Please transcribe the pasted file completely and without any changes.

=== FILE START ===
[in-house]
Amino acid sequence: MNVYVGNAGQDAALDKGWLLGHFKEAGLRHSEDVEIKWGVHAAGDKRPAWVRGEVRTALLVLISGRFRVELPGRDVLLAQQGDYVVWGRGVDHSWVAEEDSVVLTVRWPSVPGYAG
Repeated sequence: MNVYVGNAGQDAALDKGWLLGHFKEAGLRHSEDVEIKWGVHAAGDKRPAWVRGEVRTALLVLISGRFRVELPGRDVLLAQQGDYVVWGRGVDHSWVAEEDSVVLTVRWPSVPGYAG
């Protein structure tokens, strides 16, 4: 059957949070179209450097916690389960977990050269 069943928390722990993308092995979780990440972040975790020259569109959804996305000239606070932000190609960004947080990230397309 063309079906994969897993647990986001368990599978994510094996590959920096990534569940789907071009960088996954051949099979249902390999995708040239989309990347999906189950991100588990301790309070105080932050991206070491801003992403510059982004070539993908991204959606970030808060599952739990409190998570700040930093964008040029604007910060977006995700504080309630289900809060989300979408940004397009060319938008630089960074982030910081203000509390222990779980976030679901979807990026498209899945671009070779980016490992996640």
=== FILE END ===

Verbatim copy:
[in-house]
Amino acid sequence: MNVYVGNAGQDAALDKGWLLGHFKEAGLRHSEDVEIKWGVHAAGDKRPAWVRGEVRTALLVLISGRFRVELPGRDVLLAQQGDYVVWGRGVDHSWVAEEDSVVLTVRWPSVPGYAG
Repeated sequence: MNVYVGNAGQDAALDKGWLLGHFKEAGLRHSEDVEIKWGVHAAGDKRPAWVRGEVRTALLVLISGRFRVELPGRDVLLAQQGDYVVWGRGVDHSWVAEEDSVVLTVRWPSVPGYAG
């Protein structure tokens, strides 16, 4: 059957949070179209450097916690389960977990050269 069943928390722990993308092995979780990440972040975790020259569109959804996305000239606070932000190609960004947080990230397309 063309079906994969897993647990986001368990599978994510094996590959920096990534569940789907071009960088996954051949099979249902390999995708040239989309990347999906189950991100588990301790309070105080932050991206070491801003992403510059982004070539993908991204959606970030808060599952739990409190998570700040930093964008040029604007910060977006995700504080309630289900809060989300979408940004397009060319938008630089960074982030910081203000509390222990779980976030679901979807990026498209899945671009070779980016490992996640």